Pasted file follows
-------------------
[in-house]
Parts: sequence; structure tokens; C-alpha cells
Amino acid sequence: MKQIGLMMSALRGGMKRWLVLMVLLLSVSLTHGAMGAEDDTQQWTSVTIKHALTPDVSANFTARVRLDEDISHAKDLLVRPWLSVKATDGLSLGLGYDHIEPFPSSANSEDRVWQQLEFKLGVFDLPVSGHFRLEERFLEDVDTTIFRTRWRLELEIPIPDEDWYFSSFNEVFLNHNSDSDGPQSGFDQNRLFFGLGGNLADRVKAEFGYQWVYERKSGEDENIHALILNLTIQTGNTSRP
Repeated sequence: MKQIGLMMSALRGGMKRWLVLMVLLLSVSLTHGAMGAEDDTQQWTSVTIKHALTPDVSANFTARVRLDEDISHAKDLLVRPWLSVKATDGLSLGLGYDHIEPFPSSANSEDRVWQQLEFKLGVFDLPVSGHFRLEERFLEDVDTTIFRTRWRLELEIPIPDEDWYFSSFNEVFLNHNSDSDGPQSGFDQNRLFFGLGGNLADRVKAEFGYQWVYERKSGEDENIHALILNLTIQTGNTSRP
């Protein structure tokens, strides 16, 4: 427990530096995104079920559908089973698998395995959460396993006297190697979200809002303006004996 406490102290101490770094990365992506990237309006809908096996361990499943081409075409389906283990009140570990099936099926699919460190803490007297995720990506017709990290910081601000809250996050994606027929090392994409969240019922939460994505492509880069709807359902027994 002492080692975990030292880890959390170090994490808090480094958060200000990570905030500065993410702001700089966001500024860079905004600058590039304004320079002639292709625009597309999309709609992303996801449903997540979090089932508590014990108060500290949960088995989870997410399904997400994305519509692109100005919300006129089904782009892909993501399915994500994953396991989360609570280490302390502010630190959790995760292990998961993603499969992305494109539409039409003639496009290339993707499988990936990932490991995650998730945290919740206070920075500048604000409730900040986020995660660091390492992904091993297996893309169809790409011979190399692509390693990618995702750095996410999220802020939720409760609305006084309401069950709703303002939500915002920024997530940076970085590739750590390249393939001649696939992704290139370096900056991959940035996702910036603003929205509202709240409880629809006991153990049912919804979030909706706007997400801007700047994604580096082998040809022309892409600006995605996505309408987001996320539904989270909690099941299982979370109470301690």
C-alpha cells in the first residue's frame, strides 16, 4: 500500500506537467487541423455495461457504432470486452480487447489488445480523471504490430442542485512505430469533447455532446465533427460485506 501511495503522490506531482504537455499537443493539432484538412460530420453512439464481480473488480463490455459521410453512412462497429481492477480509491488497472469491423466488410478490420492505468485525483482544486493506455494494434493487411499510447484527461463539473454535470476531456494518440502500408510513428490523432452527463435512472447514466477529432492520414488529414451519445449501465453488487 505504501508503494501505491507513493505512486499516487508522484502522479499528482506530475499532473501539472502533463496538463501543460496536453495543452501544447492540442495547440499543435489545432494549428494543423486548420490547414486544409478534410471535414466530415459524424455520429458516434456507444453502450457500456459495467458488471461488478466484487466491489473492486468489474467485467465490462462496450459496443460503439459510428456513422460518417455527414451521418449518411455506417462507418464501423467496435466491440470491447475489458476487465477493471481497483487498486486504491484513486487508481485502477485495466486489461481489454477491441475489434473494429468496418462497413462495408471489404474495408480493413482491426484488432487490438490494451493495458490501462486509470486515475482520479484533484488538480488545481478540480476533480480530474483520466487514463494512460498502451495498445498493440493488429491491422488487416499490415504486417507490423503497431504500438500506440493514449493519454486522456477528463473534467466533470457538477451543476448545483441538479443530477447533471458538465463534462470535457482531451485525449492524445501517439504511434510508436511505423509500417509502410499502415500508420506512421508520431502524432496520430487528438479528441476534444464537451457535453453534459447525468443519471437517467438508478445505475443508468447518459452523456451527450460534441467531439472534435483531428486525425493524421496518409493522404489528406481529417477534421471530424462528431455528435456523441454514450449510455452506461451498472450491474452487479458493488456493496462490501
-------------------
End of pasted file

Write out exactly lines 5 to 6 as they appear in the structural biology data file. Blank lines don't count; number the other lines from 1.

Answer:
């Protein structure tokens, strides 16, 4: 427990530096995104079920559908089973698998395995959460396993006297190697979200809002303006004996 406490102290101490770094990365992506990237309006809908096996361990499943081409075409389906283990009140570990099936099926699919460190803490007297995720990506017709990290910081601000809250996050994606027929090392994409969240019922939460994505492509880069709807359902027994 002492080692975990030292880890959390170090994490808090480094958060200000990570905030500065993410702001700089966001500024860079905004600058590039304004320079002639292709625009597309999309709609992303996801449903997540979090089932508590014990108060500290949960088995989870997410399904997400994305519509692109100005919300006129089904782009892909993501399915994500994953396991989360609570280490302390502010630190959790995760292990998961993603499969992305494109539409039409003639496009290339993707499988990936990932490991995650998730945290919740206070920075500048604000409730900040986020995660660091390492992904091993297996893309169809790409011979190399692509390693990618995702750095996410999220802020939720409760609305006084309401069950709703303002939500915002920024997530940076970085590739750590390249393939001649696939992704290139370096900056991959940035996702910036603003929205509202709240409880629809006991153990049912919804979030909706706007997400801007700047994604580096082998040809022309892409600006995605996505309408987001996320539904989270909690099941299982979370109470301690």
C-alpha cells in the first residue's frame, strides 16, 4: 500500500506537467487541423455495461457504432470486452480487447489488445480523471504490430442542485512505430469533447455532446465533427460485506 501511495503522490506531482504537455499537443493539432484538412460530420453512439464481480473488480463490455459521410453512412462497429481492477480509491488497472469491423466488410478490420492505468485525483482544486493506455494494434493487411499510447484527461463539473454535470476531456494518440502500408510513428490523432452527463435512472447514466477529432492520414488529414451519445449501465453488487 505504501508503494501505491507513493505512486499516487508522484502522479499528482506530475499532473501539472502533463496538463501543460496536453495543452501544447492540442495547440499543435489545432494549428494543423486548420490547414486544409478534410471535414466530415459524424455520429458516434456507444453502450457500456459495467458488471461488478466484487466491489473492486468489474467485467465490462462496450459496443460503439459510428456513422460518417455527414451521418449518411455506417462507418464501423467496435466491440470491447475489458476487465477493471481497483487498486486504491484513486487508481485502477485495466486489461481489454477491441475489434473494429468496418462497413462495408471489404474495408480493413482491426484488432487490438490494451493495458490501462486509470486515475482520479484533484488538480488545481478540480476533480480530474483520466487514463494512460498502451495498445498493440493488429491491422488487416499490415504486417507490423503497431504500438500506440493514449493519454486522456477528463473534467466533470457538477451543476448545483441538479443530477447533471458538465463534462470535457482531451485525449492524445501517439504511434510508436511505423509500417509502410499502415500508420506512421508520431502524432496520430487528438479528441476534444464537451457535453453534459447525468443519471437517467438508478445505475443508468447518459452523456451527450460534441467531439472534435483531428486525425493524421496518409493522404489528406481529417477534421471530424462528431455528435456523441454514450449510455452506461451498472450491474452487479458493488456493496462490501